5 steps to selecting an investment advisor

For a variety of reasons, more dentists are looking for investment advisors to meet their needs in the ever-changing economic environment.

John K. McGill, JD, MBA, CPA

Warren Poe, CFP

For a variety of reasons, more dentists are looking for investment advisors to meet their needs in the ever-changing economic environment. With many doctors having a difficult time making investment decisions due to minimal (0% to 1%) returns on cash and a volatile stock market, investors are increasingly nervous about how their investments are managed.

Recent stock market uncertainty has forced many doctors to realize that their asset allocation (percentage of investment assets in stocks, bonds, real estate, and more) does not align with their actual risk tolerance, and they're looking to change to someone who understands their needs. Some doctors elect to maintain their own investments but are not happy with the stress or results. As baby boomers age, there's an increasing trend among doctors approaching retirement who have large account balances that represent the fruits of their entire careers. These retiring doctors are becoming painfully aware of the limited skill in the investment arena, and they're seeking qualified professional advice during the most important financial time of their lives.

While it's easy to spot a poor investment advisor, what are the indicators of a quality advisor? Here we outline five steps a doctor should take when selecting a new investment advisor for improved performance and greater peace of mind:

1. Use a fee-only advisor-While all advisors may have potential conflicts of interest, fee-only advisors limit these conflicts since they do not accept commissions. Note that a "fee-based" advisor is not a "fee-only" advisor. "Fee-based" advisors receive a blend of commissions and fees. Doctors can find fee-only advisors in their area through the National Association of Personal Financial Advisors at napfa.org. Fee-only advisors typically charge a percentage of assets under management, usually 1% a year, to manage the doctor's money and provide advice on an ongoing basis, which takes the focus off transactional compensation.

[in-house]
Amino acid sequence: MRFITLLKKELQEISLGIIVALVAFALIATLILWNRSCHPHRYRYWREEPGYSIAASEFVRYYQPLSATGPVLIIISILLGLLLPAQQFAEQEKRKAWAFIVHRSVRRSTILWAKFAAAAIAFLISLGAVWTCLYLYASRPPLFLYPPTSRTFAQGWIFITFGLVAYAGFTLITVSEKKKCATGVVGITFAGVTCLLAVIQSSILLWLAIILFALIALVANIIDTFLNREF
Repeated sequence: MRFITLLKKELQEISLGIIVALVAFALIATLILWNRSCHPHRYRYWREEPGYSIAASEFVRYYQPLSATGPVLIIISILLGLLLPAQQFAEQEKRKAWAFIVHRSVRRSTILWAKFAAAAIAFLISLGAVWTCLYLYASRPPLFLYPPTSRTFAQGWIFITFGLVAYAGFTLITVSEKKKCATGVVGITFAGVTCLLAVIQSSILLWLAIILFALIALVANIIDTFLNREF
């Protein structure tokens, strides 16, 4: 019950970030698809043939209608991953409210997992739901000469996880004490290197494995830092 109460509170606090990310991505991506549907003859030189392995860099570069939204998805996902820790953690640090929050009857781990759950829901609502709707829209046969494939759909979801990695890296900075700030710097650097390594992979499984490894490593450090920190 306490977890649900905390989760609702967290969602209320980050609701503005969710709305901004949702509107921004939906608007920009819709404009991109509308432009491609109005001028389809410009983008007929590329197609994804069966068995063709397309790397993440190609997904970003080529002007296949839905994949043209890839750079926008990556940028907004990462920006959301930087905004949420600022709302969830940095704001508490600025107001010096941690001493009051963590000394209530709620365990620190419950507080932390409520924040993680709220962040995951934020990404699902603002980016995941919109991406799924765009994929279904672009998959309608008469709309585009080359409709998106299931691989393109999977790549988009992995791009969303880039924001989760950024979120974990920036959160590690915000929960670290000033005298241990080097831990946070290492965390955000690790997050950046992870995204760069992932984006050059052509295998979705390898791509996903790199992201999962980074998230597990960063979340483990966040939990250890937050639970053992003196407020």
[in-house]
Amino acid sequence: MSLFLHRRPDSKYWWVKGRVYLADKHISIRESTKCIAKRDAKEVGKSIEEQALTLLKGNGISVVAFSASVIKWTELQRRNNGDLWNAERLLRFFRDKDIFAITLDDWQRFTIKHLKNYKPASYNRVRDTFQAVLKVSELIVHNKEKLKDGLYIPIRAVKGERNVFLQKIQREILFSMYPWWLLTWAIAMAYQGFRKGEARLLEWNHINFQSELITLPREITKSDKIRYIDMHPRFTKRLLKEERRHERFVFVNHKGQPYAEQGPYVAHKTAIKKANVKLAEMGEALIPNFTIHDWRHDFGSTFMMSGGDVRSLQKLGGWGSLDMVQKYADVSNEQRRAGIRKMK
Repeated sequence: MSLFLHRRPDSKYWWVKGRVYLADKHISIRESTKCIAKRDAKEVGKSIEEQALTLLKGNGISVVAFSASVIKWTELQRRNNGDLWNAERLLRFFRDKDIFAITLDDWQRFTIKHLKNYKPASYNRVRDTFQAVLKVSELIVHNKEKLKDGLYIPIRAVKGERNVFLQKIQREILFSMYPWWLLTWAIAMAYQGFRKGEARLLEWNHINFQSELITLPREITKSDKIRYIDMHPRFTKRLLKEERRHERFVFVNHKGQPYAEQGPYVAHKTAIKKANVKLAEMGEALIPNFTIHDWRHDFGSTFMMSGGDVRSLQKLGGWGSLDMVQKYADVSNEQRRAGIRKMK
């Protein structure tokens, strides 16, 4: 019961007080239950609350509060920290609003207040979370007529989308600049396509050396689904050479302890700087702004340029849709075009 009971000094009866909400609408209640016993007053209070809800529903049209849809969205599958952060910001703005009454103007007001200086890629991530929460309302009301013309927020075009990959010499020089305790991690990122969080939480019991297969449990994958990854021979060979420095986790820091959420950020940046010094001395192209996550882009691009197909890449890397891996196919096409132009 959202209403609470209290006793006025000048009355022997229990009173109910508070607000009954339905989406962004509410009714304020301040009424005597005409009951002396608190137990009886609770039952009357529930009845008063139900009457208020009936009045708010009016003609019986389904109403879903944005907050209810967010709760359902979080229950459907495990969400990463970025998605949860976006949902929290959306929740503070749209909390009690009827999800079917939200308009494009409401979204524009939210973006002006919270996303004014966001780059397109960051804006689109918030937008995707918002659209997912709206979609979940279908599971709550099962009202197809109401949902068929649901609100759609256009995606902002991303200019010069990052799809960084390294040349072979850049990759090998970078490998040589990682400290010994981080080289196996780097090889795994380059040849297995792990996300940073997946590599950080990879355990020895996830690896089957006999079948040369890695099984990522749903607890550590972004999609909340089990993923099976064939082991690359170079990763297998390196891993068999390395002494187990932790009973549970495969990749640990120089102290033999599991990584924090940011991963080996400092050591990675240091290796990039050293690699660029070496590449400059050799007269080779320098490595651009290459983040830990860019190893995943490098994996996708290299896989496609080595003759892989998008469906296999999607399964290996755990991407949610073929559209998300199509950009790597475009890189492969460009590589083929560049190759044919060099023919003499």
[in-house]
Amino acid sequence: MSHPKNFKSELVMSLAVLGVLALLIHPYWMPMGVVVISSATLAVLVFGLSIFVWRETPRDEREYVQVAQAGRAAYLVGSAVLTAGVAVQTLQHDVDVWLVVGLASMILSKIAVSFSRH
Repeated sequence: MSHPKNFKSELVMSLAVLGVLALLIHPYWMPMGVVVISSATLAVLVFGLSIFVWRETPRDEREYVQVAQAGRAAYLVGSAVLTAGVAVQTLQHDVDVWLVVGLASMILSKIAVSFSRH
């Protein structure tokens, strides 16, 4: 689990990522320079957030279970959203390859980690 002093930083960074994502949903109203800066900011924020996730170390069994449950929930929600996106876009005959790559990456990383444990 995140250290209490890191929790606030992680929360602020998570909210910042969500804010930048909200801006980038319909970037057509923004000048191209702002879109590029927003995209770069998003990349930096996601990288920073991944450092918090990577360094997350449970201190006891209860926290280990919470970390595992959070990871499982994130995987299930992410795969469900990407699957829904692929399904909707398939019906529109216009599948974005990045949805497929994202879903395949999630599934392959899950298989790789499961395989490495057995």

2. Use a Certified Financial Planner professional (CFP)-Financial advisors may have any number of designations indicating their particular areas of expertise. The chartered financial analyst (CFA) designation indicates documented investment expertise. Meanwhile, a certified public accountant (CPA) has more limited investment acumen but is significantly more tax savvy. Also common are chartered financial consultants (ChFC), who have extensive training in insurance and estate planning.

While these professional designations can be important, a Certified Financial Planner professional is usually the best choice for doctors. This is because the designation is indicative of a generalist who is capable of helping the doctor with his or her entire financial picture and who can provide value-added services to boot. Compared to most brokers, certified financial planners have more extensive educational backgrounds, greater continuing education requirements, and higher ethical standards.

More importantly, like other registered investment advisors (RIAs), they have a fiduciary duty to put the dentist's interest first by selecting the best available investments for them. On the other hand, brokers are held to a much lower standard of providing investments that are "suitable" for their doctor clients.

3. Interview several candidates-Doctors should ask colleagues for referrals and should interview several candidates before settling on an advisor. Personal chemistry is important, and feeling at ease is an essential part of any investment management relationship. Most advisors will provide a complimentary introductory session to explore your needs, explain their process, review the services they provide, and discuss their fee schedule before entering into a formal arrangement.

4. Ask tough questions-Doctors need to gather a complete picture of an advisor's background, areas of expertise, fees, and investment philosophy. Doctors should feel free to ask for references from other clients before signing a formal agreement. Prospective advisors should understand exactly what services they will be providing for a dentist. Furthermore, doctors should hire an investment advisor only after they're satisfied that the advisor will communicate regularly (at least quarterly) to discuss their investments and that the advisor will develop appropriate investment strategies customized for the doctor's unique circumstances.

5. Insist on using a third-party custodian-Dentists looking for someone to manage their investments should insist that their advisor use a third-party custodian to hold the investments. Convicted swindler Bernie Madoff held client funds in his own custody, which is how he was able to drain their savings and forge their account statements without their knowledge. If your advisor uses an independent custodian, such as Charles Schwab, TD Ameritrade, or Scottrade, those institutions maintain physical possession of your money, and your account statements come from their offices rather than from your advisors.


John K. McGill, JD, MBA, CPA, provides tax and business planning through John K. McGill & Co., and Warren Poe, CFP, provides investment advice through McGill Advisors Inc. (RIA). Both are members of the McGill & Hill Group LLC, your one-stop resource for tax and business planning, practice transition, legal, retirement plan administration, CPA, and investment advisory services. Visit mcgillhillgroup.com.

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